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C3 Howitzer Replacement

Kirkhill

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About those 500 HIMARS that Poland was looking at buying.

They have decided to go Korean again. Korean Tanks, Howitzers and now Rocket Launchers. Planes to follow.

Domestic production. Lower costs. Fewer strings.

Oh, and twice as many rockets per truck.


I wonder if the same truck could launch Air Defence missiles?
 

FJAG

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I wonder if the same truck could launch Air Defence missiles?
The truck - probably; the launcher system itself - my guess is not. The hydraulics used to orient the launcher are a factor. One needs fairly fast systems to react to the short sensor to shoot time inherent in air defence. Indirect fire systems do not. My guess - and just a guess - is that the K239's system would need a bit of tweaking.

Once again, I hope that you are not considering a dual purpose unit to deliver both indirect and air defence fire. It's one thing to have a common chassis and even launcher, its quite another to manage the target acquisition sensor systems, networking components, siting of systems etc etc that make the key differences between a field artillery and AD artillery role and unit.

🍻
 

Colin Parkinson

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Sometimes the "Good idea fairy" needs to be taken out back and shot. To many times, dual use/multi-task equipment ends up being overly complicated or just plain bad at both tasks.
 

Kirkhill

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The truck - probably; the launcher system itself - my guess is not. The hydraulics used to orient the launcher are a factor. One needs fairly fast systems to react to the short sensor to shoot time inherent in air defence. Indirect fire systems do not. My guess - and just a guess - is that the K239's system would need a bit of tweaking.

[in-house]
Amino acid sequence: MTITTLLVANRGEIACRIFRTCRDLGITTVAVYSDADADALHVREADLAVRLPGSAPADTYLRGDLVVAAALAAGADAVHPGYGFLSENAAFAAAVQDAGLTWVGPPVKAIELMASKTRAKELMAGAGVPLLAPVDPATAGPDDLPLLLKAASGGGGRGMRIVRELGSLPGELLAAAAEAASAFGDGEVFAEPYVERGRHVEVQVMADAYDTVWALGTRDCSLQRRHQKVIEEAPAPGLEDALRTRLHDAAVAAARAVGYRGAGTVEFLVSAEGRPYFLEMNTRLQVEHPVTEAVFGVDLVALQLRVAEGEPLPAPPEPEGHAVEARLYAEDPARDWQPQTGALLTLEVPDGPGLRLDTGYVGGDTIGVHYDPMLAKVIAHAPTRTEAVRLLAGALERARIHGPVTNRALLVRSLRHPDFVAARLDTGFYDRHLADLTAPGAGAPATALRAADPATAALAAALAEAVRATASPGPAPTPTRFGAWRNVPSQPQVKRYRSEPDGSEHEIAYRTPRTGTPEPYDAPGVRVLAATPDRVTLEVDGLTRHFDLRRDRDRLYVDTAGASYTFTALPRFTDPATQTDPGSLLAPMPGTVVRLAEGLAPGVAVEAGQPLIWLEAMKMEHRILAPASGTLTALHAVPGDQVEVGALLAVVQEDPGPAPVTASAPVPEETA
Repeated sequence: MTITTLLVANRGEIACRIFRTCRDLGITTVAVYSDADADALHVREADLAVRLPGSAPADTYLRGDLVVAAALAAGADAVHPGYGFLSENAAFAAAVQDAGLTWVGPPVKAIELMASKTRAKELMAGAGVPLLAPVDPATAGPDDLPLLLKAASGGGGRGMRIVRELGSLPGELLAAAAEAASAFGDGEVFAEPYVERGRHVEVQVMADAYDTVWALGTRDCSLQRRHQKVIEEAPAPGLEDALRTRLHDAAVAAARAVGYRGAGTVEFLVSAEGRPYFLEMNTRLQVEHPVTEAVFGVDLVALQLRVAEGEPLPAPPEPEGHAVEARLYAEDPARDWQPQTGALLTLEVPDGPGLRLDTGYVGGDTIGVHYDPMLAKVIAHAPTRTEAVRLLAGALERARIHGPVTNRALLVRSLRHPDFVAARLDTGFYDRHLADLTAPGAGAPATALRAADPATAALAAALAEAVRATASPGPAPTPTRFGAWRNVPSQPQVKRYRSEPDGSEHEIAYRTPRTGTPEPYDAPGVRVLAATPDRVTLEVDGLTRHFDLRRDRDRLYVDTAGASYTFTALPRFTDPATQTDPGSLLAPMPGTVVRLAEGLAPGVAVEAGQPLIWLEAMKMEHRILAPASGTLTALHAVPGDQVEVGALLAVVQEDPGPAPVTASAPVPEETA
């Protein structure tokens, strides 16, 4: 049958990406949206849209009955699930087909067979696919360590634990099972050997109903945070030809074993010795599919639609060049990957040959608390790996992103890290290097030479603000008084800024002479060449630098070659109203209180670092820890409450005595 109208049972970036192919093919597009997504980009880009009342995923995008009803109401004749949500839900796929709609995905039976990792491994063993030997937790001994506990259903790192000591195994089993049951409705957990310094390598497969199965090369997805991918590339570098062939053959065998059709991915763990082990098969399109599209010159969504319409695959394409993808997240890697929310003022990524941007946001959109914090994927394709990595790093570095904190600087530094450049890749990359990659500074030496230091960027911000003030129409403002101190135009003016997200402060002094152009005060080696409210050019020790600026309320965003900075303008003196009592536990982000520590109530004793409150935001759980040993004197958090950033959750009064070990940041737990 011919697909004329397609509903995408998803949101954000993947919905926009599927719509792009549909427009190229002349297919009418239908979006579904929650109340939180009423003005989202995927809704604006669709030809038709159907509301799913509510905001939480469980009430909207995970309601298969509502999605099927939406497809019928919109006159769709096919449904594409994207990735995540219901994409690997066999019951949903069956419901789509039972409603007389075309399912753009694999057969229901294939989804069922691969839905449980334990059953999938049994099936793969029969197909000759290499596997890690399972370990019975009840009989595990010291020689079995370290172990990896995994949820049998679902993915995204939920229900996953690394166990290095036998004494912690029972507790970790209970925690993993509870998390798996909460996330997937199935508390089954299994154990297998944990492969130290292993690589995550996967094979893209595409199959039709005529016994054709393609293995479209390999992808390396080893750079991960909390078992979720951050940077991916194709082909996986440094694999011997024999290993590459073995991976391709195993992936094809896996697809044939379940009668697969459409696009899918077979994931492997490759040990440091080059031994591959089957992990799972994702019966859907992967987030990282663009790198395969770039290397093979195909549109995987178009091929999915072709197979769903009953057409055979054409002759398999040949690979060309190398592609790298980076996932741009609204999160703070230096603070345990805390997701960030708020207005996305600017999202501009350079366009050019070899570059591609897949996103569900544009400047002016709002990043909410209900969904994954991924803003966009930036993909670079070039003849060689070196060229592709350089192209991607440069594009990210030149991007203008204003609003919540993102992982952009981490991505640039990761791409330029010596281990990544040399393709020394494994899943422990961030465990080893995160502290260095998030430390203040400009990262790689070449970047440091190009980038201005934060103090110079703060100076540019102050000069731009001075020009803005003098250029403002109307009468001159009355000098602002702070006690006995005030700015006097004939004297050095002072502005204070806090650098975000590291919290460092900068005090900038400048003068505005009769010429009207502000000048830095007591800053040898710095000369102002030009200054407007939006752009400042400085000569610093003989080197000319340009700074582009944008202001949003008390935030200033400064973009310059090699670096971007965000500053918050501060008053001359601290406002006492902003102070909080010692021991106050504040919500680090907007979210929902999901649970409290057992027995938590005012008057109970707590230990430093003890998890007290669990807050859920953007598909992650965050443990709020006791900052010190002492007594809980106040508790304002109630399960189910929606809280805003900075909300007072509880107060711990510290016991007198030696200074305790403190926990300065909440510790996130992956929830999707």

Once again, I hope that you are not considering a dual purpose unit to deliver both indirect and air defence fire. It's one thing to have a common chassis and even launcher, its quite another to manage the target acquisition sensor systems, networking components, siting of systems etc etc that make the key differences between a field artillery and AD artillery role and unit.

🍻

I'll start with a logistics win. If one truck with one superfast launcher, or even a vertical launcher, can be employed in both Air Defence and MRLS batteries (and even Coastal Defence batteries) I would consider that a win. Use the same truck for logistics and it is a bigger win.

Being able to reassign Air Defence launchers to MRLS or Coastal command would be a bigger win yet.
 

KevinB

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About those 500 HIMARS that Poland was looking at buying.

They have decided to go Korean again. Korean Tanks, Howitzers and now Rocket Launchers. Planes to follow.

Domestic production. Lower costs. Fewer strings.

Oh, and twice as many rockets per truck.


I wonder if the same truck could launch Air Defence missiles?
Poland is still getting the HIMARS.
Same way they are getting 250 M1A2’s.
They have a two tier Army strategy.

The idea they have a small cutting edge force - and a larger ‘good enough if we need all of it’ force that gives them a lot more depth if they need to blunt the Bear later on.
 

Kirkhill

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1662481429314.png

NASAMs Air Defence on a Truck
1662481589945.png

NSM Coastal Defence on a Truck tied to NASAMs variant FDC
1662481666218.png

HIMARS on a Truck
1662482008101.png

Chunmoo Truck

1662482094962.png

Sky Sabre Vertical Launcher.

1662481793015.png


How important is slew rate? And how important is it when dealing with off bore missiles?

Navies deal with their missiles with this launcher, or similar. The Mk41 VLS

1662482289988.png

Air Forces deal with their missiles with this launcher.

1662482639915.png
 

Kirkhill

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Poland is still getting the HIMARS.
Same way they are getting 250 M1A2’s.
They have a two tier Army strategy.

The idea they have a small cutting edge force - and a larger ‘good enough if we need all of it’ force that gives them a lot more depth if they need to blunt the Bear later on.